In this country, Americans credit the greatness of the nation’s ancestors, the wisdom of its Founding Fathers, and the liberal democracy that they have embraced for the progress of society. Yet, this nation has never been without controversy. Historically, it has been accused of embracing slavery, inequality at home, and bondage abroad. Despite these historical contradictions, the nation’s founding documents state that “all men are created equal.”
During the eighteenth century, more Americans participated in a voluntary society, a cultural shift that was criticized by European gentry. But most Americans did not see themselves as autonomous, self-creating individuals, free to participate in social groups, or autonomous. In contrast, they saw themselves as dependents with little or no “competency.” This was especially true of slaves, servants, and subjugated natives, as well as the poor, ill, and uneducated.
The American Historical Association is another great source for American history resources. Its resources for educators and students reflect the content of most U.S. history textbooks. The American Historical Association provides information, grants, and awards for historians. It also provides a wealth of online collections, including historical documents from the eighteenth century and videos covering more than two dozen topics. Lastly, the Independence Hall Association, a nonprofit in Philadelphia, has created an extensive web encyclopedia about the country’s history. The Independence Hall Association has also produced modules on women’s history, and black history.
The American History and Life database contains citations to articles published in journals around the world. It also includes hundreds of short summaries of important themes and events. The database also contains scholarly articles from other countries, including Canada. The database can be searched by TCNJ campus users. Using these resources can help students gain a better understanding of American history and culture. It’s not just limited to U.S. history, though.
In 1492, Christopher Columbus and his crew conducted a major exploration of the Americas, bringing with them Old World diseases that are believed to have caused catastrophic epidemics and a huge decrease in native populations. Columbus’ arrival coincided with technical advances in sailing and communication. The resulting rivalries led to competition for the colonies. A lot of the history of this continent is based on these European discoveries. So, if you’re planning to study American history, these resources will be of great help.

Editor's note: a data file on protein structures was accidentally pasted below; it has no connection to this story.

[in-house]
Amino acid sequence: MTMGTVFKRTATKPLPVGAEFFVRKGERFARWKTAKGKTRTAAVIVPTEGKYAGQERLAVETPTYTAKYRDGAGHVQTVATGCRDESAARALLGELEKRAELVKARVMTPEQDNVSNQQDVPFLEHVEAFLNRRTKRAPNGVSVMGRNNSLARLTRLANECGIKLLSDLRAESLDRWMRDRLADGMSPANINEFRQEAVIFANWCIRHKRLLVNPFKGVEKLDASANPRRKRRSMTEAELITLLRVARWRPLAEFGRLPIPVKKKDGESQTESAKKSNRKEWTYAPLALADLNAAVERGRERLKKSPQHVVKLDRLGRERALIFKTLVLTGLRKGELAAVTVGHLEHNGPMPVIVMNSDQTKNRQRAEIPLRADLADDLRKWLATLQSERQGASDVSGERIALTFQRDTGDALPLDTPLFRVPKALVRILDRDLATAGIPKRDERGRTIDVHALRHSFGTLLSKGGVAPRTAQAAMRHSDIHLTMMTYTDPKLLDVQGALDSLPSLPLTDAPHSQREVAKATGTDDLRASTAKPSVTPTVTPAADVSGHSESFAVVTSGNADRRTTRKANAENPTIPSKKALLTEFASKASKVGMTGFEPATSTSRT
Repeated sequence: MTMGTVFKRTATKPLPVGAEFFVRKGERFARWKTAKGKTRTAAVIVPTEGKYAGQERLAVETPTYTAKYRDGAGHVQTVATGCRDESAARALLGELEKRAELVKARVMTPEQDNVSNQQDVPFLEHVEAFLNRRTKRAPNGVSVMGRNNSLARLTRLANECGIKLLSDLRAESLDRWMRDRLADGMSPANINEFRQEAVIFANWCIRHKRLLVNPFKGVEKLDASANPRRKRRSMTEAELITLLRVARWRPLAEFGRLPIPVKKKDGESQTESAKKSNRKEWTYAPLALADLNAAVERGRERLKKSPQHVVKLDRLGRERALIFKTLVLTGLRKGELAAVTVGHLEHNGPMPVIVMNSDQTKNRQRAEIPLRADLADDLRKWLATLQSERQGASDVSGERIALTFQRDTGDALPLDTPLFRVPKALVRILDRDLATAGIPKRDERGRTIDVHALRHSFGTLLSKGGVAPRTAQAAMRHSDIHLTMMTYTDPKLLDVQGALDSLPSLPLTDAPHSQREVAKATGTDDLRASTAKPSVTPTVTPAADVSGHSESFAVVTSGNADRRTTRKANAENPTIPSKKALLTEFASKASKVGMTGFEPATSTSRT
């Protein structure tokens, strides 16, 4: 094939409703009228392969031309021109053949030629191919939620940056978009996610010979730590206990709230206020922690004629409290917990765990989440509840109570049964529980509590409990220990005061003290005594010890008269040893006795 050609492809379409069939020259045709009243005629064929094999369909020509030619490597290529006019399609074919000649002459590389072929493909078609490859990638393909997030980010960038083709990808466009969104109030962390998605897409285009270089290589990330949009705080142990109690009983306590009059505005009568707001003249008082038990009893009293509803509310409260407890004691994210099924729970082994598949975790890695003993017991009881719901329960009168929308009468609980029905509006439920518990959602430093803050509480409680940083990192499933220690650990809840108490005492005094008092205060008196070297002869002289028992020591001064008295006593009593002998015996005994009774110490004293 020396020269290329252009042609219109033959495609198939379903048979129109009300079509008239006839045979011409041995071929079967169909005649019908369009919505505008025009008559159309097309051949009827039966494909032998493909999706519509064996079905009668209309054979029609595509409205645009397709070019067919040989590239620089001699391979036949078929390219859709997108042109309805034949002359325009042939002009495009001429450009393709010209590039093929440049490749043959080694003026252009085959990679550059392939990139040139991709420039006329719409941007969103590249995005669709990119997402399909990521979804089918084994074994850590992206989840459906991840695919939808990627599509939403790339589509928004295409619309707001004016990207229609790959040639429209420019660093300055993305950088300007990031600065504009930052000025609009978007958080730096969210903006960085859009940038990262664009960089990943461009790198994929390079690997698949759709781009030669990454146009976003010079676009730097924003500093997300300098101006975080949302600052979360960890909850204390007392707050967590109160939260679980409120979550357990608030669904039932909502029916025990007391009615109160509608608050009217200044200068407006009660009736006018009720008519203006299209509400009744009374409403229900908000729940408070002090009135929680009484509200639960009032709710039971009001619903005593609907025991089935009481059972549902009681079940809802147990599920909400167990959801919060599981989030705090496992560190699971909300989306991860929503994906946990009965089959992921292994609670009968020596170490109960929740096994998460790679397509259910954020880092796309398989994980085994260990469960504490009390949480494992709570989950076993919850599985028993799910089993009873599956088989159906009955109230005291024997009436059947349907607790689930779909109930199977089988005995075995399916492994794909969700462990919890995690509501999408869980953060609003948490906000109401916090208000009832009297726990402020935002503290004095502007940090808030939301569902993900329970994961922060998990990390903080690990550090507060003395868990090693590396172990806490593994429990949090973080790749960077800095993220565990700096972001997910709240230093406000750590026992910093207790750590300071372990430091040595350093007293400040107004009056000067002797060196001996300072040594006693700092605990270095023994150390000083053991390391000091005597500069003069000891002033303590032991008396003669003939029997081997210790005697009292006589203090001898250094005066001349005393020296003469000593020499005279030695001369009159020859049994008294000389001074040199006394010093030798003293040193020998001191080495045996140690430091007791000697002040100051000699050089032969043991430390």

The United States was once marginal European outposts. When it achieved independence, the country was poor, fractious, and weak, but over time it transformed itself into a thriving nation with the largest economy in the world. This rise did not end until the end of the 19th century, when victory in the Cold War led the United States to stand alone at the pinnacle of power. This article is a brief overview of some of the most important events in the history of the United States.
The National Archives Museum houses the original Declaration of Independence, Constitution of the United States, and Bill of Rights. You can search through these documents and learn about the founding of the American Republic. You can even read George Washington’s letters to the nation – like the first draft of the Charters of Freedom. The National Archives also houses several Milestone documents that highlight the pivotal moments in American government and history. There’s no place like the National Archives to experience this fascinating part of our nation’s history!